Between massively popular adventure documentaries like The Dawn Wall and Free Solo, the proliferation of climbing gyms across the country, and the official addition of climbing to this summer’s Olympic Games in Tokyo, rock climbing — specifically sport climbing — has blown up.
In order to accommodate the different levels of experience that people bring to the gym or rock face, each climb, or route, is given a rating that identifies just how easy or difficult the climb will be.
The Yosemite Decimal System is the prevailing standard for determining that rating. Class 5 represents rock climbing, ranging from 5.0 to 5.15, subdivided with an a, b, c, or d. Currently, the hardest climb in the United States is rated 5.15b.
So, when you’re watching climbers scale the walls of the Summer Games and the color commentator says, “Brooke Raboutou just put up a 5.14d on that run!” you’ll have a great frame of reference for just how difficult it was, no matter how easy they make it look.
To help you take your climbing-fan stoke level even higher, here are five rock climbing routes, all rated 5.15a or better, that are considered the most difficult in the US.
Le Rêve, 5.14d-5.15a
Arrow Canyon, Nevada
It took Jonathan Siegrist 30 attempts over a six-week period in 2012 to finally send Le Rêve (French for “The Dream”) and be the first climber to do so. With over 100 feet of the climb between 20 and 45 degrees, there are very few finger-holds that give you any sort of a break during the climb. Siegrist gave it the dual rating because he couldn’t put it on the same level as the 5.14d routes he’s done in four hours, but he also didn’t feel qualified to put it at 5.15a since it was his first time climbing a 5.15 or better. Dude, you’re qualified. Own that shit.
Flex Luthor, 5.15a
Fortress of Solitude, Colorado
Tommy Caldwell holds the honor of putting up the first and only climb of the 5.15a-rated route — and he did it only six months after losing his index finger to a chop saw. Caldwell essentially lived at the cliff for four months prepping and charting the route before topping out. As 5.15s go, Flex Luthor punches well above its weight and still hasn’t been climbed by anyone else. Considering that Kryptonite is the next route over, it’s no wonder another Superman or Wonder Woman hasn’t swooped in to put up another attempt.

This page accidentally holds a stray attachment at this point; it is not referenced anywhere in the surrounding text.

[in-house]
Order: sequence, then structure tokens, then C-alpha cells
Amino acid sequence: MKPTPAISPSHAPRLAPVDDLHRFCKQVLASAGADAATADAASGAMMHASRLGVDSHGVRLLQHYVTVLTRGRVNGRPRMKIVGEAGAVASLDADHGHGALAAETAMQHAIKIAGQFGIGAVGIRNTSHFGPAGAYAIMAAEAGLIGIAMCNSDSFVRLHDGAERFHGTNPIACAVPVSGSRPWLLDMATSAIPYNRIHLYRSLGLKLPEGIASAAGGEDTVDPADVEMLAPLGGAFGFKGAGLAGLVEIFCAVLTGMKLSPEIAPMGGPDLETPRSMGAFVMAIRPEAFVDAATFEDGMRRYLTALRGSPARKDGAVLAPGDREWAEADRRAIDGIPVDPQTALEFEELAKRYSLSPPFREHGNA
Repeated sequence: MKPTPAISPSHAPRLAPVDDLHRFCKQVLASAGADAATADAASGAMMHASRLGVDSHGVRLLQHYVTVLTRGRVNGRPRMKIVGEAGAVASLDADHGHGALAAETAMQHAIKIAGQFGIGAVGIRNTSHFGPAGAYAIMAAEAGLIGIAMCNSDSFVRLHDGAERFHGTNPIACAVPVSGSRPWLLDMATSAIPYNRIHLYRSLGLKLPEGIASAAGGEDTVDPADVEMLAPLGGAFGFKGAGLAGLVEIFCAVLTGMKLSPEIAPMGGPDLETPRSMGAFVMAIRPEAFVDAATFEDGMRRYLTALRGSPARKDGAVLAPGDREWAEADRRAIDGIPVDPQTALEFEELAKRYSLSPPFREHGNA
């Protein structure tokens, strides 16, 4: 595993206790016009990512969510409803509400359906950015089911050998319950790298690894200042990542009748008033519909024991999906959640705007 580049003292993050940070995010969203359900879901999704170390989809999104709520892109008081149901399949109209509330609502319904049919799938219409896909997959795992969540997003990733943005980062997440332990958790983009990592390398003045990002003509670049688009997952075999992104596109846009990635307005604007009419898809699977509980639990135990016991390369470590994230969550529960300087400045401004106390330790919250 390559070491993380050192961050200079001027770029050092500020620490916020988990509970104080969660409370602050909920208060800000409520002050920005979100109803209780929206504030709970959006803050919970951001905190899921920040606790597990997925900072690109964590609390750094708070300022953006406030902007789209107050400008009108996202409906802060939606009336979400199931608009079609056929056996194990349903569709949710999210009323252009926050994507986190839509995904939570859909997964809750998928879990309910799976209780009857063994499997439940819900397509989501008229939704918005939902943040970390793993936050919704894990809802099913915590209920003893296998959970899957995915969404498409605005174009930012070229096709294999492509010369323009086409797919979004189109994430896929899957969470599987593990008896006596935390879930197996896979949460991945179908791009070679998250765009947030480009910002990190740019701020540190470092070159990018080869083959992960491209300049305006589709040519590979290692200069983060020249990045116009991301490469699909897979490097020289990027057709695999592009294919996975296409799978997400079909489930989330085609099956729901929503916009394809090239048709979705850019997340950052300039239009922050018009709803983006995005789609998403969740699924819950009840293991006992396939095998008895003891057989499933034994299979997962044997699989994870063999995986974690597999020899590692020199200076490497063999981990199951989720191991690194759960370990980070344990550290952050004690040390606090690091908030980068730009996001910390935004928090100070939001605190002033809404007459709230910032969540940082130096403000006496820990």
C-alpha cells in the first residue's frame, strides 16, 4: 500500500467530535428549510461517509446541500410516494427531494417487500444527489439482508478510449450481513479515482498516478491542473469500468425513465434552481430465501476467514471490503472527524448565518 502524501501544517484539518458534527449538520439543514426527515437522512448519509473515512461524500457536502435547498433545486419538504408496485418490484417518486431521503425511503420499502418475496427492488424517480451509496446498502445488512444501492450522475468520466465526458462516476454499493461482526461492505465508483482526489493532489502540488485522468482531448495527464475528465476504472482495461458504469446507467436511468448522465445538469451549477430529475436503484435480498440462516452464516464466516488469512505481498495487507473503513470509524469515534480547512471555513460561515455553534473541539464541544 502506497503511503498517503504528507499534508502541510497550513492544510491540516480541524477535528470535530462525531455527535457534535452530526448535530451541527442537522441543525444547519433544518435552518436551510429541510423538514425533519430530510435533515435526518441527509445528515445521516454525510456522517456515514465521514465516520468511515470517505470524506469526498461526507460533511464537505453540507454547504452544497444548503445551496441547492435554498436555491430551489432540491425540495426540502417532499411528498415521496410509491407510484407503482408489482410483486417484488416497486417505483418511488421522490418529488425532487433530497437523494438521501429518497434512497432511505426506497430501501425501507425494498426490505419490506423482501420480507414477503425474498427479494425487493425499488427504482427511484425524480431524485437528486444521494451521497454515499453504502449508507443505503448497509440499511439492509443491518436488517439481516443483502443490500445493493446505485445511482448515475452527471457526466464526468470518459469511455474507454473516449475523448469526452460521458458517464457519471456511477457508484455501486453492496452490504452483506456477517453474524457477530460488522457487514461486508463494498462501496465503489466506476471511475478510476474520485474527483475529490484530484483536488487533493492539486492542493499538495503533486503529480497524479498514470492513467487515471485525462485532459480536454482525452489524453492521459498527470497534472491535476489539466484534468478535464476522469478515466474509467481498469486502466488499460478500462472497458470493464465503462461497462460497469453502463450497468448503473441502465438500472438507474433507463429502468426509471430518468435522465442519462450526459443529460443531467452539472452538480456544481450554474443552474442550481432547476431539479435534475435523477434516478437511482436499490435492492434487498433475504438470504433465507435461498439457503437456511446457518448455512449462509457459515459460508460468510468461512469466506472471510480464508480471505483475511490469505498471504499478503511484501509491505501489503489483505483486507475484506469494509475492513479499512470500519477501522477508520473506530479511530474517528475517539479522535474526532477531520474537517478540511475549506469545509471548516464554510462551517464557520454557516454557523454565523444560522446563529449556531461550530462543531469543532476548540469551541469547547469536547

Jaws II, 5.15a
Rumney, New Hampshire
Jaws II saw its first ascent as a 5.14b when Dave Graham unlocked the route in 1998. After a couple of handholds broke, the rating was raised to 5.15a when Vasya Vorontnikov climbed it (thus Jaws II). Since then, only three other climbers have conquered the route with the last guy, Alex Magos, bagging it in three tries. While we know that oxygen tanks and a rifle work in the movies, this Jaws is still hard to take down.
Southern Smoke Direct, 5.15a
Red River Gorge, Kentucky
Southern Smoke is a fitting name since it seems like smoke might be about the only other thing that’s able to cling to the wall. Red River Gorge local Adam Taylor was the first to put up the Direct route, a feat only repeated by Adam Ondra in 2012. Taylor gave it a 5.15a because the route took him much longer than other 5.14d climbs he’d done. Ondra, who is no stranger to the most difficult climbs in the world, confirmed the 5.15a rating after his climb.
Jumbo Love, 5.15b
Clark Mountain, California
Chris Sharma made the first ascent of this 250-foot limestone face in 2008, which has only been repeated twice since by Ethan Pringle in 2015 and Jonathan Siegrist in 2018. Jumbo Love is the hardest climb in the US and was the first 5.15b in the world when Sharma first climbed it. You can’t just love climbing and think you’ve got a shot at sending this perfect route. That would be disrespectful. You have to Jumbo Love it.